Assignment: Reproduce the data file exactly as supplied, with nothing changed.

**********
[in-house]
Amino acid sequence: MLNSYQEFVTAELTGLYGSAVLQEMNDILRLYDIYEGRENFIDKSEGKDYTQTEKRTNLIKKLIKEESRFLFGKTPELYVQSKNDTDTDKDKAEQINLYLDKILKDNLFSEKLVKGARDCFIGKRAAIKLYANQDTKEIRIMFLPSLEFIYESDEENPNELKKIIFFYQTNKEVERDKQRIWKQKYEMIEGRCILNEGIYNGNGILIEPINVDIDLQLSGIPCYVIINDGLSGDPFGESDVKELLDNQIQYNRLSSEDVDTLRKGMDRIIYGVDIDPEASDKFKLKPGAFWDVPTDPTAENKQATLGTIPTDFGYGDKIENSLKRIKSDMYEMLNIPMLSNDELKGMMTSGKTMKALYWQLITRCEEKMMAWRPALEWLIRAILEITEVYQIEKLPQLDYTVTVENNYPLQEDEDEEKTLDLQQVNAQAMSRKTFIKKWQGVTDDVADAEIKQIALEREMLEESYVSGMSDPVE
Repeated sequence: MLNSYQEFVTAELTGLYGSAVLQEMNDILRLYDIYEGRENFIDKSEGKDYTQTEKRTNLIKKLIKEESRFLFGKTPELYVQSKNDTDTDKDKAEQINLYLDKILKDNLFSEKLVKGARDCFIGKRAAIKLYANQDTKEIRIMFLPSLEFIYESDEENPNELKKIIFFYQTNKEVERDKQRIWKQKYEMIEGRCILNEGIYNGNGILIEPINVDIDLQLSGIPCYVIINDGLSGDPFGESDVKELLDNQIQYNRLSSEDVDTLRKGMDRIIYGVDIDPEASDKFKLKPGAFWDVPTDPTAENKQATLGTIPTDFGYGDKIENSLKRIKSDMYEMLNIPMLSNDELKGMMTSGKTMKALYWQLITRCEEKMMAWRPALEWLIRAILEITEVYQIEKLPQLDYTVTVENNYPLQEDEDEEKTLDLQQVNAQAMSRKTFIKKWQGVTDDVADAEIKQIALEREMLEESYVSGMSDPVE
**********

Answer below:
[in-house]
Amino acid sequence: MLNSYQEFVTAELTGLYGSAVLQEMNDILRLYDIYEGRENFIDKSEGKDYTQTEKRTNLIKKLIKEESRFLFGKTPELYVQSKNDTDTDKDKAEQINLYLDKILKDNLFSEKLVKGARDCFIGKRAAIKLYANQDTKEIRIMFLPSLEFIYESDEENPNELKKIIFFYQTNKEVERDKQRIWKQKYEMIEGRCILNEGIYNGNGILIEPINVDIDLQLSGIPCYVIINDGLSGDPFGESDVKELLDNQIQYNRLSSEDVDTLRKGMDRIIYGVDIDPEASDKFKLKPGAFWDVPTDPTAENKQATLGTIPTDFGYGDKIENSLKRIKSDMYEMLNIPMLSNDELKGMMTSGKTMKALYWQLITRCEEKMMAWRPALEWLIRAILEITEVYQIEKLPQLDYTVTVENNYPLQEDEDEEKTLDLQQVNAQAMSRKTFIKKWQGVTDDVADAEIKQIALEREMLEESYVSGMSDPVE
Repeated sequence: MLNSYQEFVTAELTGLYGSAVLQEMNDILRLYDIYEGRENFIDKSEGKDYTQTEKRTNLIKKLIKEESRFLFGKTPELYVQSKNDTDTDKDKAEQINLYLDKILKDNLFSEKLVKGARDCFIGKRAAIKLYANQDTKEIRIMFLPSLEFIYESDEENPNELKKIIFFYQTNKEVERDKQRIWKQKYEMIEGRCILNEGIYNGNGILIEPINVDIDLQLSGIPCYVIINDGLSGDPFGESDVKELLDNQIQYNRLSSEDVDTLRKGMDRIIYGVDIDPEASDKFKLKPGAFWDVPTDPTAENKQATLGTIPTDFGYGDKIENSLKRIKSDMYEMLNIPMLSNDELKGMMTSGKTMKALYWQLITRCEEKMMAWRPALEWLIRAILEITEVYQIEKLPQLDYTVTVENNYPLQEDEDEEKTLDLQQVNAQAMSRKTFIKKWQGVTDDVADAEIKQIALEREMLEESYVSGMSDPVE